For the second time in three years, extensive wildfires in California wine country made news across the world.
Spurred by hot summer weather that made for dangerously dry vegetation, the fast-burning Kincade Fire started on Oct. 23 and raged for two weeks, torching nearly 78,000 acres within Sonoma County.
While Sonoma enjoys tremendous name recognition – it’s home to more than 400 wineries with nearly 65,000 acres of grape vines – the county only delivers roughly 6 per cent of the state’s total grape harvest. The recent fires were largely concentrated in a non-residential rural area comprised mainly of grass and brushland, but had a serious effect on Sonoma’s Alexander Valley wine region.
It affected a tiny fraction of a small percentage of California’s wine production.
The 2017 North Bay wildfires hit wine country harder – affecting Napa, Sonoma and Mendocino counties. The fires had a devastating impact, killing 22 people and destroying more than 5,600 structures including 11 wineries. Those fires were a small part of the documented 9,000 wildfires that blazed through the state, which forced the wine industry to look to adapt in a location primed to burn.
Katie Jackson, senior vice-president for corporate and social responsibility for Jackson Family Wines, the ninth largest wine company in the U.S., says California wineries need to see large wildfires as the new normal.
The second-generation proprietor of a family-owned collection of premium wineries including Cambria, Kendall-Jackson and La Crema, says that following the 2017 wildfires, which devastated the town of Santa Rosa where Jackson Family Wines is headquartered, plans were drawn up on how to respond should they ever face a similar situation.
It also strengthened the company’s resolve to take action against climate change. Earlier this year, Jackson Family Wines joined with the Torres family from Spain to establish International Wineries Against Climate Change to promote best practices and standard metrics for measuring progress.
“The fires in 2017 surprised us. We had never dealt with an emergency like that before,” Jackson explains. “We managed it effectively, but knew we had to put procedures in place.”
As soon as the recent wildfires ignited, Jackson says the winery was robocalling employees to establish contact and confirm their safety.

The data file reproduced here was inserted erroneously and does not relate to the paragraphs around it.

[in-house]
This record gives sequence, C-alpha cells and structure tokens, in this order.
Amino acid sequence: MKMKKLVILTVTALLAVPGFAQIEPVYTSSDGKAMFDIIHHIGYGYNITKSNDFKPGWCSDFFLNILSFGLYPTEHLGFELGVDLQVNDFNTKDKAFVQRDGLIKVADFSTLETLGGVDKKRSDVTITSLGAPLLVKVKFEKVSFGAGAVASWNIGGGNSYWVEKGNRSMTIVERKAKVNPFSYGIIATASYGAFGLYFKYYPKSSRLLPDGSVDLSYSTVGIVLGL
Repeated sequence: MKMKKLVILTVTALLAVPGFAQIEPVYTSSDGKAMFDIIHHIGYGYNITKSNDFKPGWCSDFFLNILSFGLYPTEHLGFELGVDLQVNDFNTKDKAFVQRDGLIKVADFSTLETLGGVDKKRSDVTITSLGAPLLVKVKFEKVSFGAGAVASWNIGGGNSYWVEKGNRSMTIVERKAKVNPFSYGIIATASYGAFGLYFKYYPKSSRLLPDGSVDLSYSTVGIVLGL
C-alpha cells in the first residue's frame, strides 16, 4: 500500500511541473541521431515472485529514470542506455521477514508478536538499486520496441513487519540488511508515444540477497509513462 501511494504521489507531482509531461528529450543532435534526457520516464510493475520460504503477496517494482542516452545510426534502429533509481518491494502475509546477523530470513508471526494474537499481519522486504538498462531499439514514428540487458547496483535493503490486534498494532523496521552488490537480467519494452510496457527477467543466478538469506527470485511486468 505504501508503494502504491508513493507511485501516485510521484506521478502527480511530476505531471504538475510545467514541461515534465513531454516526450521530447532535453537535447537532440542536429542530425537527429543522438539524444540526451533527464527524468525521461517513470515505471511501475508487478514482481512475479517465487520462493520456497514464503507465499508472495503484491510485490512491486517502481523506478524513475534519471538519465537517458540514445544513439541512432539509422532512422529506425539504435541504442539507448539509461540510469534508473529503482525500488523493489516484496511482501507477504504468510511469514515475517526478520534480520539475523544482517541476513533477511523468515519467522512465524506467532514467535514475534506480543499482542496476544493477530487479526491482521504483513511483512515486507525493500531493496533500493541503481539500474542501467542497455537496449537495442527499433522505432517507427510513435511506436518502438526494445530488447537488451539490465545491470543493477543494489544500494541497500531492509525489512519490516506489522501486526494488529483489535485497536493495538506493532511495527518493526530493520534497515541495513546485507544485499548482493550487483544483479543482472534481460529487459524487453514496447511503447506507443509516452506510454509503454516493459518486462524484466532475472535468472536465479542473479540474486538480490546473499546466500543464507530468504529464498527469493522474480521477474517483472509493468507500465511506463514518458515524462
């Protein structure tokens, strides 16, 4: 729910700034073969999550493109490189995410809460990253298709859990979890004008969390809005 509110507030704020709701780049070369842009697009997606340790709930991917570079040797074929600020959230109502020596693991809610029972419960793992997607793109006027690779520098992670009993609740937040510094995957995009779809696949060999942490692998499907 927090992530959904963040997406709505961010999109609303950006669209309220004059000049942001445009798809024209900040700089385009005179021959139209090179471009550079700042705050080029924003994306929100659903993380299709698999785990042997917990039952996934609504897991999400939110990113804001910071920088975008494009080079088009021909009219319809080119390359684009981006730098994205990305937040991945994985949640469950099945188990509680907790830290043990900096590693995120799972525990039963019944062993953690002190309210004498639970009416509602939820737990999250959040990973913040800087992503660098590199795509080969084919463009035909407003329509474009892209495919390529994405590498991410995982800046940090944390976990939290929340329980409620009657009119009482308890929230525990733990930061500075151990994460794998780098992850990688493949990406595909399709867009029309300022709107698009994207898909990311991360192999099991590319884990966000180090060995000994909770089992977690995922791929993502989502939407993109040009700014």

Some of the family’s wineries in Alexander Valley, including Stonestreet, Verite and Field Stone, were evacuated during the fire. Jackson’s sister’s house in Geyserville, Calif., and facilities at Field Stone were destroyed in the blaze.
“The good news is we were able to ensure our employees were safe,” Jackson says. “Crews were able to fight the fires more effectively because they didn’t need to worry if people were in harm’s way.”
According to Jackson, the timing of the fires was fortunate in terms of wine making. “Only 1 or 2 per cent of our grapes had yet to be harvested, which means the majority of the vintage was safely sealed in wineries.”
Unharvested grapes could be at risk from “smoke taint” as compounds from the smoke can be absorbed through the grape skins and result in undesirable aromas and flavours in the finished wine, such as wet cigar or chemical notes.
Not all grapes harvested in smoke will be adversely affected. It’s a complex issue involving the chemical composition of the fruit.
In a statement released Oct. 29, the California Wine Institute stated: “We expect no impact on the overall statewide 2019 winegrape harvest. Wineries in the North Coast and around the state are finished or were in the homestretch of the harvest prior to the fires.”
Jackson says the message to share with Canadian consumers is that Sonoma County is open for business. The Kincaid Fire coincided with a busy period for wine tourism. Local hotels and restaurants were faced with cancellations and lost revenue.
“Aside from buying that bottle of Sonoma County Cabernet, anyone interested in supporting the industry should know that we’re eager to welcome guests,” Jackson says. “Now’s a great time to visit California wine country.”